If there is objective medical evidence of an underlying impairment, the Commissioner may not discredit a claimant's testimony as to the severity of symptoms merely because they are unsupported by objective medical evidence. See Bunnell v. Sullivan, 947 F.2d 341, 347-48 (9th Cir. 1991) (en banc). As the Ninth Circuit explained in Smolen v. Chater:

The claimant need not produce objective medical evidence of the [symptom] itself, or the severity thereof. Nor must the claimant produce objective medical evidence of the causal relationship between the medically determinable impairment and the symptom. By requiring that the medical impairment "could reasonably be expected to produce" pain or another symptom, the Cotton test requires only that the causal relationship be a reasonable inference, not a medically proven phenomenon.

80 F.3d 1273, 1282 (9th Cir. 1996) (referring to the test established in Cotton v. Bowen, 799 F.2d 1403 (9th Cir. 1986)).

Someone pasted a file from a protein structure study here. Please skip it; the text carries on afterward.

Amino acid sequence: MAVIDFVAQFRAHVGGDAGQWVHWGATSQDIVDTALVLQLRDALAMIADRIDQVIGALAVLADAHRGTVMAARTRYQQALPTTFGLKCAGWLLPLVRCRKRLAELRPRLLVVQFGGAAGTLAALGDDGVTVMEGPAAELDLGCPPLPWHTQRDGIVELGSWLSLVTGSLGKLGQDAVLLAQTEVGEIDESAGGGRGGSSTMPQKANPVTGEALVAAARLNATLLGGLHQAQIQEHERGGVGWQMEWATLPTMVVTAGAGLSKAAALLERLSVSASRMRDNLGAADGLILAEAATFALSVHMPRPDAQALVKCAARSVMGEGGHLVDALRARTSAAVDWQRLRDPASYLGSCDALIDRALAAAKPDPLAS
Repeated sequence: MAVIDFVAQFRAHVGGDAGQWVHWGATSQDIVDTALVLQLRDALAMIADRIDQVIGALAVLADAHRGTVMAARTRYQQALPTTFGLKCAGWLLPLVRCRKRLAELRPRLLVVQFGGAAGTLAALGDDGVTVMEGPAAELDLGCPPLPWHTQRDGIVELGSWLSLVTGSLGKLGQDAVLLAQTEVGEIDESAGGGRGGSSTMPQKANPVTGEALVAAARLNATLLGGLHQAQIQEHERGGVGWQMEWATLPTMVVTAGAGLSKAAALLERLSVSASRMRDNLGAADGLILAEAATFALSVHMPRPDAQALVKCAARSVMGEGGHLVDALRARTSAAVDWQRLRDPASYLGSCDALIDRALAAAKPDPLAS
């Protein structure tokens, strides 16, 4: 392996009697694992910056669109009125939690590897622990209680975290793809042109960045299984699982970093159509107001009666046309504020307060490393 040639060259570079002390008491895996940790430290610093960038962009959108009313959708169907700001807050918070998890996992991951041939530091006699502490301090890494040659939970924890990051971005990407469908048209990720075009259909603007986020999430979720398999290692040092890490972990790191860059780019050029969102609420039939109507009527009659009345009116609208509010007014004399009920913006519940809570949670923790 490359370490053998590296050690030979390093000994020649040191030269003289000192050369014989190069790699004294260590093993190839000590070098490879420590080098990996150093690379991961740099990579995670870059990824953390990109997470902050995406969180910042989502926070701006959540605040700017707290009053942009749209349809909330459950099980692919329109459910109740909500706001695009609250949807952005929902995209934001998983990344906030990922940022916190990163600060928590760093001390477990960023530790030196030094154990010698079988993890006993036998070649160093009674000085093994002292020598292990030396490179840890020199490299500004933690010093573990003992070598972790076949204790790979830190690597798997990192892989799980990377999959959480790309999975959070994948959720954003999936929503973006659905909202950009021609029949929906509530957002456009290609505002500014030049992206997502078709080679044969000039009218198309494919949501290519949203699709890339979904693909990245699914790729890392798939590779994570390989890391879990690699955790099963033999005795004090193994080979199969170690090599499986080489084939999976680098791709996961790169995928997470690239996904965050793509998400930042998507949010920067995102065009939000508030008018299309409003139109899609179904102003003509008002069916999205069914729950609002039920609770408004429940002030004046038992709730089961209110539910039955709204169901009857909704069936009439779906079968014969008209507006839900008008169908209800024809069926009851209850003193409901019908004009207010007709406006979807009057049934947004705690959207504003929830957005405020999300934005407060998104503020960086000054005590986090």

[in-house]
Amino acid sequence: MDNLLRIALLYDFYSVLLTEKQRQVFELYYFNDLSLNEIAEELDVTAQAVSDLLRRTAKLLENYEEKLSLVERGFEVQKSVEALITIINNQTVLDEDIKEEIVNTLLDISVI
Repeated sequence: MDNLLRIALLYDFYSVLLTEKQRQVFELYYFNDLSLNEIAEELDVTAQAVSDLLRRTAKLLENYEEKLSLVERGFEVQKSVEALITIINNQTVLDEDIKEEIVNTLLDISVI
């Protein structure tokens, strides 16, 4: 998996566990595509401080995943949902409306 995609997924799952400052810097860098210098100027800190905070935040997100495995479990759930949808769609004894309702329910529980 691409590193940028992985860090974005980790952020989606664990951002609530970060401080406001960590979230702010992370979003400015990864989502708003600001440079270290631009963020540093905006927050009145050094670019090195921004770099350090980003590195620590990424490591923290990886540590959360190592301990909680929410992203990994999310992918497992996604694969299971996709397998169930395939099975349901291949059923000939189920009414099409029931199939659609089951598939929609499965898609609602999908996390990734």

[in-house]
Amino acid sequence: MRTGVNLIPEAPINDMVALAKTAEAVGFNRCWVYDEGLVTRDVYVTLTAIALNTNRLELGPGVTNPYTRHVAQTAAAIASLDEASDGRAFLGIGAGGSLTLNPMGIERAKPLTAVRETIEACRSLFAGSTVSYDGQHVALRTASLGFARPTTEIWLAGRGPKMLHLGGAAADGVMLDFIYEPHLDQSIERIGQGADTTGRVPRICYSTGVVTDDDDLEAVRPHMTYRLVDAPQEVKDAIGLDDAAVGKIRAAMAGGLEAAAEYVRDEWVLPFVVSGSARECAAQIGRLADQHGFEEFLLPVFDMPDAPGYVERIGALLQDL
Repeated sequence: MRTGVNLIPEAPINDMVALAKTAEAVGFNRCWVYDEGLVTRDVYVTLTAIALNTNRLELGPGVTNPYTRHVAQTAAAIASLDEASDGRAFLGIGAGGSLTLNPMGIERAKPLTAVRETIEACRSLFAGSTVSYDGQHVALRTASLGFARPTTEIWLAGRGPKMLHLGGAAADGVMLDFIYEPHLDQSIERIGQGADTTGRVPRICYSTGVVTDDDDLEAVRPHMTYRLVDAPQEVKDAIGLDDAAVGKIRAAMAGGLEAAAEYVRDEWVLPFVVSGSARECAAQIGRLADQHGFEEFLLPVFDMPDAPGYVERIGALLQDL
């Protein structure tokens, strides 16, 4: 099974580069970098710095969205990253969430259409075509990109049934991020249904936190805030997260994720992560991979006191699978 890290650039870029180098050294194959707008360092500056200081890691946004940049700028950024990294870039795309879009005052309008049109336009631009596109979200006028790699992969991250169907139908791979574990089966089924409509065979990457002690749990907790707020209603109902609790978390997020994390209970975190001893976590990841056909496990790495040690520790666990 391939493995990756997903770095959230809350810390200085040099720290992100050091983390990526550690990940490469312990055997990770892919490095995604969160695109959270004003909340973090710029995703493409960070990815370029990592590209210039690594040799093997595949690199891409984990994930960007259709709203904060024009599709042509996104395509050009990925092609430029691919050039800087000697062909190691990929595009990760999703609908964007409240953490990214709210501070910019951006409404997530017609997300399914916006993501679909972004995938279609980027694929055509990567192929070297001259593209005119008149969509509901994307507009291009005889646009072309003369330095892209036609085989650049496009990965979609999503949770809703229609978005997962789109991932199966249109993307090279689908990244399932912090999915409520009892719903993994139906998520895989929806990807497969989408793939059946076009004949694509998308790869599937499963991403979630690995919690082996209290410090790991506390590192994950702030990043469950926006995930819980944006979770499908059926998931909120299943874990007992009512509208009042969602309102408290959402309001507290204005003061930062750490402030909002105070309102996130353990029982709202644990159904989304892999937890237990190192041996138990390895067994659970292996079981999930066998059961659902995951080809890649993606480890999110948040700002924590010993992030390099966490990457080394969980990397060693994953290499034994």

The Commissioner may, however, consider the nature of the symptoms alleged, including aggravating factors, medication, treatment, and functional restrictions. See Bunnell, 947 F.2d at 345-47. In weighing credibility, the Commissioner may also consider: (1) the claimant's reputation for truthfulness, prior inconsistent statements, or other inconsistent testimony; (2) unexplained or inadequately explained failure to seek treatment or to follow a prescribed course of treatment; (3) the claimant's daily activities; (4) work records; and (5) physician and third-party testimony about the nature, severity, and effect of symptoms. See Smolen, 80 F.3d at 1284 (citations omitted). It is also appropriate to consider whether the claimant cooperated during physical examinations or provided conflicting statements concerning drug and/or alcohol use. See Thomas v. Barnhart, 278 F.3d 947, 958-59 (9th Cir. 2002). If the claimant testifies as to symptoms greater than would normally be produced by a given impairment, the ALJ may disbelieve that testimony provided specific findings are made. See Carmickle, 533 F.3d at 1161 (citing Swenson v. Sullivan, 876 F.2d 683, 687 (9th Cir. 1989)).